Memorial held at Angel Stadium for family who died in crash with Kobe Bryant

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The family of John Altobelli, son JJ Altobelli, his fiance Carly Konigsfeld and daughter Lexi Altobelli, speak during a memorial service honoring their father John, his wife, Keri, and their daughter Alyssa at Angel Stadium of Anaheim on February 10, 2020 in Anaheim, California. The Altobellis were traveling with former Lakers star Kobe Bryant, his 13-year-old daughter Gianna and four others when the helicopter crashed Jan. 26 in foggy conditions, killing everyone on board. Photo by Jayne Kamin-Oncea/Getty Images.

ANAHEIM, Calif. — John, Keri and Alyssa Altobelli, who were among the victims of the helicopter crash that killed Laker great Kobe Bryant, were remembered at a memorial service at Angel Stadium Monday.

John Altobelli, 56, the longtime baseball coach for Orange Coast College in Costa Mesa, was remembered for his passion for the game, his friendship and penchant for one-liners from comedies that would leave him laughing to the point of tears.

His 46-year-old wife, Keri, was remembered for her outspokenness and devotion to her family, and their 14-year-old daughter Alyssa, a teammate of Bryant’s daughter Gianna on the Mamba Sports Academy basketball team, was remembered for inheriting her father’s work ethic as an athlete and a smile that would lift the spirits of her friends when they’d have a bad day.

Altobelli’s son, J.J., a Boston Red Sox scout, said the support his family has received since the Jan. 26 accident, was “truly amazing… It really shows the impact my dad, Keri, and Alyssa had… The legacy they left behind will continue to live on through all of us.”

John Altobelli’s best friend, Clarke Smith, said, “The same qualifies and character that guided John as a teacher on the field… was the same as a friend … loyalty, trust, respect, work ethic and love. Those are powerful words, but Alto backed them up every day.”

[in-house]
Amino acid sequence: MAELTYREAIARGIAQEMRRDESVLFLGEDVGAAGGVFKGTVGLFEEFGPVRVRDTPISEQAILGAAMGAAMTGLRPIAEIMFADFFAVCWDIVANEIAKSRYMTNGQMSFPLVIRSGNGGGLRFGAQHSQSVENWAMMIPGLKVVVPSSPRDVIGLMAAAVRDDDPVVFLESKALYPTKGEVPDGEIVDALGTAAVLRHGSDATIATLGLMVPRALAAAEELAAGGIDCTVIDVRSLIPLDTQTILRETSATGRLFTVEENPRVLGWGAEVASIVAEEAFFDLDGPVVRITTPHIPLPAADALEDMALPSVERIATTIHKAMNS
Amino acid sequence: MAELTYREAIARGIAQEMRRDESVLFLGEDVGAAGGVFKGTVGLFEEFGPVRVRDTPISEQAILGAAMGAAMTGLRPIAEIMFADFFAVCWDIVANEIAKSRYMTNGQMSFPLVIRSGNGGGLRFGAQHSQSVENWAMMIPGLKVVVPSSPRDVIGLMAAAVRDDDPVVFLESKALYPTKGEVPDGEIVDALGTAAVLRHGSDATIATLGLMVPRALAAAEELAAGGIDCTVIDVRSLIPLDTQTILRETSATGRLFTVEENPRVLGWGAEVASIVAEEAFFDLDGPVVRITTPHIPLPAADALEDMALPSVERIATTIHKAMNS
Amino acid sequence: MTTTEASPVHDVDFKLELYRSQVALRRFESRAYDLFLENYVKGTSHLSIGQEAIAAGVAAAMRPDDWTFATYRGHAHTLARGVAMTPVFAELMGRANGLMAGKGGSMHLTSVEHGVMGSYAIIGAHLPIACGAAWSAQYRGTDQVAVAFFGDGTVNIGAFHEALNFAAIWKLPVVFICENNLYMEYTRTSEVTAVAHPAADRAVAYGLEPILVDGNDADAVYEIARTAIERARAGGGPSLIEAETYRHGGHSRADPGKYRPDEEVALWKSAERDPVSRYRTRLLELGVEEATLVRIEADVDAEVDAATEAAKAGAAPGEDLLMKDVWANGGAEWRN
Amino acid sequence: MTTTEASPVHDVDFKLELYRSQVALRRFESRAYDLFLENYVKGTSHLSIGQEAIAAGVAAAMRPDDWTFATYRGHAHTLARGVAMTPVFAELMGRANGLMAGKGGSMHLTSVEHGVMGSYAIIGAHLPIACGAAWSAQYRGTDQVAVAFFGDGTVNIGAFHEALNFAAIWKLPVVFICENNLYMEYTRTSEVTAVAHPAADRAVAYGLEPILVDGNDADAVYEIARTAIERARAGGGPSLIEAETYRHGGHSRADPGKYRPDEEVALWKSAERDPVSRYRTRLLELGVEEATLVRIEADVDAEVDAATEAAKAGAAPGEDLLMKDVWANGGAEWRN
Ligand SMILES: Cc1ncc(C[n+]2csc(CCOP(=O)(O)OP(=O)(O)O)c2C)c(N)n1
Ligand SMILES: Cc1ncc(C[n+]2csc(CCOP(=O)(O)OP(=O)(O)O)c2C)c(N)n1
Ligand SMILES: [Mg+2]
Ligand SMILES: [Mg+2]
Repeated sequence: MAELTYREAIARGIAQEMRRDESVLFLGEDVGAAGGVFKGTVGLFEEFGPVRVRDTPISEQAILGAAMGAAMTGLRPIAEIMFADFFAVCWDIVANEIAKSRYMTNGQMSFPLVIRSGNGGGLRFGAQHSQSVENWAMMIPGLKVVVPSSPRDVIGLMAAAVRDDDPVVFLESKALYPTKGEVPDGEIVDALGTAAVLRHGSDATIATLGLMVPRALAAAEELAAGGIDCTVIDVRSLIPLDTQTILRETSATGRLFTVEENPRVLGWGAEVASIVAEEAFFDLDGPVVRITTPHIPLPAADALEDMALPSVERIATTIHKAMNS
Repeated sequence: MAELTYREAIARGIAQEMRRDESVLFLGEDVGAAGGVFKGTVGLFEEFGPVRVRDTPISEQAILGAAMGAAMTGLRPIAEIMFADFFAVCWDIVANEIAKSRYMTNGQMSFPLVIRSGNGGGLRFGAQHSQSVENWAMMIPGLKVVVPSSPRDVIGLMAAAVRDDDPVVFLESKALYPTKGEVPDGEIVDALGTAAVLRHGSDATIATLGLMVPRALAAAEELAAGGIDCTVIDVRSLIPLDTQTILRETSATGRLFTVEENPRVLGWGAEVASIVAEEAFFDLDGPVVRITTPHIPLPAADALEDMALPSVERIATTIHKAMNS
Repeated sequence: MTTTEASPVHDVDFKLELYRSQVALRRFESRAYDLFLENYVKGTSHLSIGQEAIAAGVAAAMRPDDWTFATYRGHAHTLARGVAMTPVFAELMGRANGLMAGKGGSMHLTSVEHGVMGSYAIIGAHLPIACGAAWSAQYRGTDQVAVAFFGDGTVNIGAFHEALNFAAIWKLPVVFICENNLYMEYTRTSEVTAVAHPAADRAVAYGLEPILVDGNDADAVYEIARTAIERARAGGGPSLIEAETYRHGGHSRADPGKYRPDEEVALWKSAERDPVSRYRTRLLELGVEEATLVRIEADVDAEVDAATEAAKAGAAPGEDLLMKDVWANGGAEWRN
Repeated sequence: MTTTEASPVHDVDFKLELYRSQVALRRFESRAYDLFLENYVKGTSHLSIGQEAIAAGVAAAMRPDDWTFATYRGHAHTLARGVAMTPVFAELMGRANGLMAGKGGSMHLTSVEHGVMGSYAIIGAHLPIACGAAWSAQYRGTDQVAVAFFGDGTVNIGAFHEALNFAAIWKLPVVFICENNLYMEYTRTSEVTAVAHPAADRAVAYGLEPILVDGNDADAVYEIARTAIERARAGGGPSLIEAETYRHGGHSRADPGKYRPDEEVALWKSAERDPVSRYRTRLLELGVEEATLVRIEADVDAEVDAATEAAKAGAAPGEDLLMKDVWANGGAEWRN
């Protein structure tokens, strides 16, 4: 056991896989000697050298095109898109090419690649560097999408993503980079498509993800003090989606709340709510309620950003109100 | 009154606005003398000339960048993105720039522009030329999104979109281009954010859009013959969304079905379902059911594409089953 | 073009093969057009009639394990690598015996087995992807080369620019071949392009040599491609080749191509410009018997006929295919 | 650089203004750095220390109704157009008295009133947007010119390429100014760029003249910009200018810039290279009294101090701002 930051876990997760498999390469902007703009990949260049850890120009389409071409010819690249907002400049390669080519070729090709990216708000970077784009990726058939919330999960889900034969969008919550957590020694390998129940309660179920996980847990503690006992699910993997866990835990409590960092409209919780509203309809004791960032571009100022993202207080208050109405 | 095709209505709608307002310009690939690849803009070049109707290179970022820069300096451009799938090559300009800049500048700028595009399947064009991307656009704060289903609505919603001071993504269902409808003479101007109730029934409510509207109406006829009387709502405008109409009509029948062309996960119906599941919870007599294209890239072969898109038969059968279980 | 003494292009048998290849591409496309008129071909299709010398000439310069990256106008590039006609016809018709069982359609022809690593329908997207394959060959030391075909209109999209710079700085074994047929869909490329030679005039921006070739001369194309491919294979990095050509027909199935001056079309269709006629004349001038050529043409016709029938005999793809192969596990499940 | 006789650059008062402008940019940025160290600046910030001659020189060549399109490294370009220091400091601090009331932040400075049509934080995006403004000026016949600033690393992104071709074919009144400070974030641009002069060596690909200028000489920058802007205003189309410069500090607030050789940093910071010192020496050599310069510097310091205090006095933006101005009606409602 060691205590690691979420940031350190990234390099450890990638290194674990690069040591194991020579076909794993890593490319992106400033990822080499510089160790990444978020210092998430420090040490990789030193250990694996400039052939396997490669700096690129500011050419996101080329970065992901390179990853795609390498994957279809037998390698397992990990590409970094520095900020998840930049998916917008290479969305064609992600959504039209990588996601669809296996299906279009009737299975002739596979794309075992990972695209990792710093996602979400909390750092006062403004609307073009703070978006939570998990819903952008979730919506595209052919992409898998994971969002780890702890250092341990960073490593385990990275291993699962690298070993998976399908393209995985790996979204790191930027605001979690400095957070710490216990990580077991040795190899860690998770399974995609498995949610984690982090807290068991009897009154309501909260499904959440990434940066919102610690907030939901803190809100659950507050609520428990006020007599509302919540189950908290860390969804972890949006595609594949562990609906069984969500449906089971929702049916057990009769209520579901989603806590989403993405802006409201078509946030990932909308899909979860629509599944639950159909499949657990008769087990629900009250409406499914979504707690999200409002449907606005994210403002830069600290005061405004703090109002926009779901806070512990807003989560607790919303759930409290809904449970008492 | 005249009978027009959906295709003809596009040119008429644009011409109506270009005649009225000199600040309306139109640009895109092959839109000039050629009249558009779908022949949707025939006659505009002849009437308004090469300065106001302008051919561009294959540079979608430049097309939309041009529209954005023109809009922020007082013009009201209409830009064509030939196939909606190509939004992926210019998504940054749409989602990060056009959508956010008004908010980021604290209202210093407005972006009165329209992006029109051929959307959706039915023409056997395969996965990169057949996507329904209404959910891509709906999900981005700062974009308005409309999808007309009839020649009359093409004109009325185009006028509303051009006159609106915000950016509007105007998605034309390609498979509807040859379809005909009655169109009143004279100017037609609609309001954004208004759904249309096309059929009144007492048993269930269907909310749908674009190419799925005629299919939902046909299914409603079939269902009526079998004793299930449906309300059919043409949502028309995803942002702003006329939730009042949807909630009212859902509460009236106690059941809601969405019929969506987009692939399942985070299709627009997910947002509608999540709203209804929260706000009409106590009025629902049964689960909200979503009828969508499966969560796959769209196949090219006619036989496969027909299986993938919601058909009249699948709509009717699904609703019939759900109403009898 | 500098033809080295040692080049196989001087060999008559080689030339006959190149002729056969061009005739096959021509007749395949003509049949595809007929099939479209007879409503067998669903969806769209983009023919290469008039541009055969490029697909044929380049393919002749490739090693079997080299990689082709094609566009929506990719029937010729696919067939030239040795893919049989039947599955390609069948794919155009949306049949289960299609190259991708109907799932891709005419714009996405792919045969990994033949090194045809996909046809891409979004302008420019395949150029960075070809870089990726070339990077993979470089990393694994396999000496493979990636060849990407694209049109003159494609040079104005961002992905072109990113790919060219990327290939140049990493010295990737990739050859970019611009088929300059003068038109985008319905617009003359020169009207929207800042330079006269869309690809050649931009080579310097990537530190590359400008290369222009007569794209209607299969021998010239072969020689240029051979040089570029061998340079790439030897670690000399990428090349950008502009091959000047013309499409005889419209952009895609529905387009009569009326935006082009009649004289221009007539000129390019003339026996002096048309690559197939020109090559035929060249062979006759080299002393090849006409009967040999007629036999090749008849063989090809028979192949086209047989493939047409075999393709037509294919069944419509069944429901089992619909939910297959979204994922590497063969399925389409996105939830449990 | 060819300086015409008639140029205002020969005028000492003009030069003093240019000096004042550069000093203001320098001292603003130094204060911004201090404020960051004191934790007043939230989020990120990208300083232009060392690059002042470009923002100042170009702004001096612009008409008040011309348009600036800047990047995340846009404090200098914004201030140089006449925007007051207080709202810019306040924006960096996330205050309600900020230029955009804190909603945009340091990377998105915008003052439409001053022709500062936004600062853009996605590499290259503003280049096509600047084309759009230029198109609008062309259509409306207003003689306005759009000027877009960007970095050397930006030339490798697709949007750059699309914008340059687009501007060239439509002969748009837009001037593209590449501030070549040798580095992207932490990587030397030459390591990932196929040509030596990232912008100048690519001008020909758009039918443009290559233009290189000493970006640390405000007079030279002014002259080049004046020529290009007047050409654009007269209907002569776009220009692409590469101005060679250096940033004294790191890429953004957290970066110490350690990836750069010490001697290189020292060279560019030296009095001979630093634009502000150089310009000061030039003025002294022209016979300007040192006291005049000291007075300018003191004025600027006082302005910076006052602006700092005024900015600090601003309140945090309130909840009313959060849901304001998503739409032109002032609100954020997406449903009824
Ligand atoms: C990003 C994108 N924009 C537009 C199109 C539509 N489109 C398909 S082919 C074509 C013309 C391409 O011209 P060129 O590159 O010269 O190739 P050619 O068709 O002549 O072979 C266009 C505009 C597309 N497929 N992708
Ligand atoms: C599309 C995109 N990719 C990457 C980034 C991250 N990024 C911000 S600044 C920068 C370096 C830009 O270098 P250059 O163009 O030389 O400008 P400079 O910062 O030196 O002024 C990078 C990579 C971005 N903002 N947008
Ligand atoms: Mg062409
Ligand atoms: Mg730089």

One of John Altobelli’s former players, Jeff Piaskowski Jr., said, “He was strategic in his teaching. He gave you what you could handle and that was more than what you thought you could… He was a winner. He hated to lose more than he liked to win.”

Keri Altobelli’s brother, Derek Sanders, said his younger sister “was the closest person in my life… She was courageous, hardworking, caring, a friend, sister and mother.”

Sanders said his sister “was a force… an incredibly caring person who exhibited passion.”

Sanders said Sunday became “my favorite day of the week” because of the family gatherings.

“Alto was nothing short of a saint,” Sanders said. “He was a spectacular father and husband, and, frankly, we all idolized him.”

Alyssa had “the most infectious laugh,” Sanders said.

One of Alyssa’s friends, Sammy Forbath, recalled how they grew up together on the same block and how often her friend had to say no when invited out to play because of practice.

“Alyssa was the funniest and most caring girl I’ve ever met,” she said. “She always had my back no matter what… And she always did her best to make others happy.”

Once, in the sixth grade, Alyssa did not like how the turtles were being used in the classroom so she took them home, Sammy said.

Buck Taylor, Kansas State’s pitching game coordinator who coached at Palomar College from 2001-18, who became friends with Altobelli through the years as rivals, recalled how keen his baseball buddy was on texting emojis of himself.

“He loved his emojis,” Taylor said. “There was Cubs fan Alto… Eye patch Alto… Christmas ornament Alto… I saved them all. They were the best.”

Taylor recalled once how they both got kicked out of a game and spent time together in the parking lot until it was over.

Taylor said after a tough loss he looked forward to calling Altobelli, but usually there was already a message of encouragement from his friend waiting for him.

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